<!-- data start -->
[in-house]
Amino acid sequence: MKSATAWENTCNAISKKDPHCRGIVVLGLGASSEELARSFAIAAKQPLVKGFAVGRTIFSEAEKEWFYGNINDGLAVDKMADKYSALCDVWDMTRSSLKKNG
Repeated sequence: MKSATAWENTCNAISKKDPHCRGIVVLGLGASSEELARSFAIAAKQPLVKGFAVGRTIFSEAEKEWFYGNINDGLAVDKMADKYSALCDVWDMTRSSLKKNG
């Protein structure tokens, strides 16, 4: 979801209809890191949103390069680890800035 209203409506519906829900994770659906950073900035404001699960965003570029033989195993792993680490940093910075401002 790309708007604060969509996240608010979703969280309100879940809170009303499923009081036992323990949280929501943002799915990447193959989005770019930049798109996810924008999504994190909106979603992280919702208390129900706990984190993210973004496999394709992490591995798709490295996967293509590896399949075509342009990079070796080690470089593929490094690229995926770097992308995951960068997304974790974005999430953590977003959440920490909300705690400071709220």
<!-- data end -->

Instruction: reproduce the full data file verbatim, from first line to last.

[in-house]
Amino acid sequence: MKSATAWENTCNAISKKDPHCRGIVVLGLGASSEELARSFAIAAKQPLVKGFAVGRTIFSEAEKEWFYGNINDGLAVDKMADKYSALCDVWDMTRSSLKKNG
Repeated sequence: MKSATAWENTCNAISKKDPHCRGIVVLGLGASSEELARSFAIAAKQPLVKGFAVGRTIFSEAEKEWFYGNINDGLAVDKMADKYSALCDVWDMTRSSLKKNG
């Protein structure tokens, strides 16, 4: 979801209809890191949103390069680890800035 209203409506519906829900994770659906950073900035404001699960965003570029033989195993792993680490940093910075401002 790309708007604060969509996240608010979703969280309100879940809170009303499923009081036992323990949280929501943002799915990447193959989005770019930049798109996810924008999504994190909106979603992280919702208390129900706990984190993210973004496999394709992490591995798709490295996967293509590896399949075509342009990079070796080690470089593929490094690229995926770097992308995951960068997304974790974005999430953590977003959440920490909300705690400071709220």